Happy Women’s History Month everyone! To celebrate March being Women’s History Month and 2020 being the 100th anniversary of the ratification of the 19th Amendment, we’re debuting a new series this month called Suffragette Sunday. There are five Sundays in March. On each Sunday, we’ll be featuring a historical woman who was instrumental in the fight to get women the right to vote in the United States. Since there are only five Sundays, we won’t be able to feature everyone, but we hope that these short pieces of these amazing women will inspire you to read more about the suffrage movement and discover something new. 

This week, we’re featuring Alice Paul, a leading figure in the suffrage movement and the passage of the 19th Amendment. 

Alice Paul was born in January 1885 in New Jersey. Her family was Quaker. This meant she had a strong sense of duty towards equality and justice that was supported by her parents. Her mother was even a suffragette herself. Alice attended Swarthmore College and graduated with a degree in biology. She went on to get a master’s and a PhD as well!

Alice got her PhD in England, where she was introduced to some of the key figures in the English suffrage movement, which was a bit more “radical” than the American movement. That involvement inspired Alice quite substantially, and she pioneered the DC Chapter of the National American Woman Suffrage Association. 

Alice’s most well-known contribution to the suffrage movement was her organization of the March 1913 parade on Washington which directly challenged President Woodrow Wilson to support suffrage and put on a spectacle that no one could miss. The parade itself had some issues with racial segregation that ultimately did not help the mvoement, but the parade was well-attended. It featured many women of many colors marching for their rights. In fact, it could not be ignored as the president was trying to focus on his inauguration!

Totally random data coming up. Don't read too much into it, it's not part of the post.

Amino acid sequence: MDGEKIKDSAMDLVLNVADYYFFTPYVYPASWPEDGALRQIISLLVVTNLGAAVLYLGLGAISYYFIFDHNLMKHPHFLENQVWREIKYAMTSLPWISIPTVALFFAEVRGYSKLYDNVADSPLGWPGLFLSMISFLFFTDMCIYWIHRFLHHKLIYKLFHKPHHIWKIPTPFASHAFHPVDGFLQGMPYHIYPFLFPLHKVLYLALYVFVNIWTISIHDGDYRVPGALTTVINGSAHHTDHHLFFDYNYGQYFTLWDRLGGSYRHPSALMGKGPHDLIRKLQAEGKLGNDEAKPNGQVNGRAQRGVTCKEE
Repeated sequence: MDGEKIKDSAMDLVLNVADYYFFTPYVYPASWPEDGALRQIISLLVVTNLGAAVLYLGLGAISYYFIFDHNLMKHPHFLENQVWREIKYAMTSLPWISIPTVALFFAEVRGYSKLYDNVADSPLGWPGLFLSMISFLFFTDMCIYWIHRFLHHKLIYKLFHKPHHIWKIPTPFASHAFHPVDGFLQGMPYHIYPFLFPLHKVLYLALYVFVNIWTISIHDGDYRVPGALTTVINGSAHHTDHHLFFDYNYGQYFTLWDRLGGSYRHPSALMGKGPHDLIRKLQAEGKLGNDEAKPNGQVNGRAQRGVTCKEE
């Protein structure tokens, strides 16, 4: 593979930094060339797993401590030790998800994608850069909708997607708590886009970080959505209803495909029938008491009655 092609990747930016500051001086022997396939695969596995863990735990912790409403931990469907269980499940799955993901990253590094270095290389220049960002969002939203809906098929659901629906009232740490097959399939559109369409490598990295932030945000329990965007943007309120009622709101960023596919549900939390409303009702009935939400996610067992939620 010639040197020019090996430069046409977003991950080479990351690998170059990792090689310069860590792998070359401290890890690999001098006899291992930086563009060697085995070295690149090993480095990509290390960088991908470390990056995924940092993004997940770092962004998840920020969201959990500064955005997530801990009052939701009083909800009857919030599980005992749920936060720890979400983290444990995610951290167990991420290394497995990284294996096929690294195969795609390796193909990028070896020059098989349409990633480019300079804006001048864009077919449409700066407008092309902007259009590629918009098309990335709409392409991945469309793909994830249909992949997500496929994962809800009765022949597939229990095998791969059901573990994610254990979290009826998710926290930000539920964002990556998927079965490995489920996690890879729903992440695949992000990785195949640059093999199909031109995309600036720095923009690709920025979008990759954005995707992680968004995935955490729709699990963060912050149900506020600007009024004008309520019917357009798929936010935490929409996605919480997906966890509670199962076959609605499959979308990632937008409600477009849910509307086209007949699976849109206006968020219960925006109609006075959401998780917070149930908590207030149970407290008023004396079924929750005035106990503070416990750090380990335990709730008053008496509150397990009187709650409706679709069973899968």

Starting in 1917, she picketed outside the White House for over a year. She challenged the president to ignore them until he couldn’t any longer. The group of women who led these protests were known as the “Silent Sentinels” and caught a lot of flack for their tactics, but they were dedicated to the cause. 

Alice Paul, as a Quaker, did not support violent attempts for women to get the vote, but she wasn’t afraid to go to jail for her protests. She went to jail at least three times for the cause during her life. She was force-feed on several occasions while attempting to hunger strike for the vote, and her experience as a suffragette prisoner and her willingness to talk about the way the government was treating these women who were just trying to get their rights swayed a lot of minds in her direction. 

As we all know, the 19th Amendment was finally ratified in August 1920. Alice Paul was alive to see it. Paul’s work was not done though. She spent the rest of her life fighting for the Equal Rights Amendment, which did not receive the number of ratifications it needed by the deadline in 1982. 

Paul died in July 1977. 

To learn more about Alice Paul, consider picking up one of these books: 

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Aryssa D
FFL Cabinet Member